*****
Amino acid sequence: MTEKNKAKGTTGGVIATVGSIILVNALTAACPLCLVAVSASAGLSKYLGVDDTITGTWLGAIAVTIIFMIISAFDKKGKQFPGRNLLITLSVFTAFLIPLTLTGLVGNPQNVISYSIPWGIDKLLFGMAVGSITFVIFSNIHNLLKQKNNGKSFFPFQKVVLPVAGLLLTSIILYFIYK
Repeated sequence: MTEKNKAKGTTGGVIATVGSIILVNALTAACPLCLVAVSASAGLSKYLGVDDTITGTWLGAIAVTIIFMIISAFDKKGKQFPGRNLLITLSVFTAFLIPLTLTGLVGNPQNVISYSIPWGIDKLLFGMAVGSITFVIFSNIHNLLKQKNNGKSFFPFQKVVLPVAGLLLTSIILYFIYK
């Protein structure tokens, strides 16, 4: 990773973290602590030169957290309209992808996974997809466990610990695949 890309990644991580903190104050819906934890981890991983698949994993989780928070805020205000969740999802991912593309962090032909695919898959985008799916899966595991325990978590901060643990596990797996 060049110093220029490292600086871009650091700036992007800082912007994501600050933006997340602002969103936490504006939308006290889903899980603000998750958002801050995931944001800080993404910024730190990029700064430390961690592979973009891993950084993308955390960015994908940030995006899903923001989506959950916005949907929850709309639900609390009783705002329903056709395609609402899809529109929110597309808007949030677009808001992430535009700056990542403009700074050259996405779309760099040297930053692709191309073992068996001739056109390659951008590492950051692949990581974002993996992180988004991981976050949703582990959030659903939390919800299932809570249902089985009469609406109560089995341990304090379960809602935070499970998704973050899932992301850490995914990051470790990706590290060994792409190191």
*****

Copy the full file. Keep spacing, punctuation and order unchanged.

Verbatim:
Amino acid sequence: MTEKNKAKGTTGGVIATVGSIILVNALTAACPLCLVAVSASAGLSKYLGVDDTITGTWLGAIAVTIIFMIISAFDKKGKQFPGRNLLITLSVFTAFLIPLTLTGLVGNPQNVISYSIPWGIDKLLFGMAVGSITFVIFSNIHNLLKQKNNGKSFFPFQKVVLPVAGLLLTSIILYFIYK
Repeated sequence: MTEKNKAKGTTGGVIATVGSIILVNALTAACPLCLVAVSASAGLSKYLGVDDTITGTWLGAIAVTIIFMIISAFDKKGKQFPGRNLLITLSVFTAFLIPLTLTGLVGNPQNVISYSIPWGIDKLLFGMAVGSITFVIFSNIHNLLKQKNNGKSFFPFQKVVLPVAGLLLTSIILYFIYK
């Protein structure tokens, strides 16, 4: 990773973290602590030169957290309209992808996974997809466990610990695949 890309990644991580903190104050819906934890981890991983698949994993989780928070805020205000969740999802991912593309962090032909695919898959985008799916899966595991325990978590901060643990596990797996 060049110093220029490292600086871009650091700036992007800082912007994501600050933006997340602002969103936490504006939308006290889903899980603000998750958002801050995931944001800080993404910024730190990029700064430390961690592979973009891993950084993308955390960015994908940030995006899903923001989506959950916005949907929850709309639900609390009783705002329903056709395609609402899809529109929110597309808007949030677009808001992430535009700056990542403009700074050259996405779309760099040297930053692709191309073992068996001739056109390659951008590492950051692949990581974002993996992180988004991981976050949703582990959030659903939390919800299932809570249902089985009469609406109560089995341990304090379960809602935070499970998704973050899932992301850490995914990051470790990706590290060994792409190191």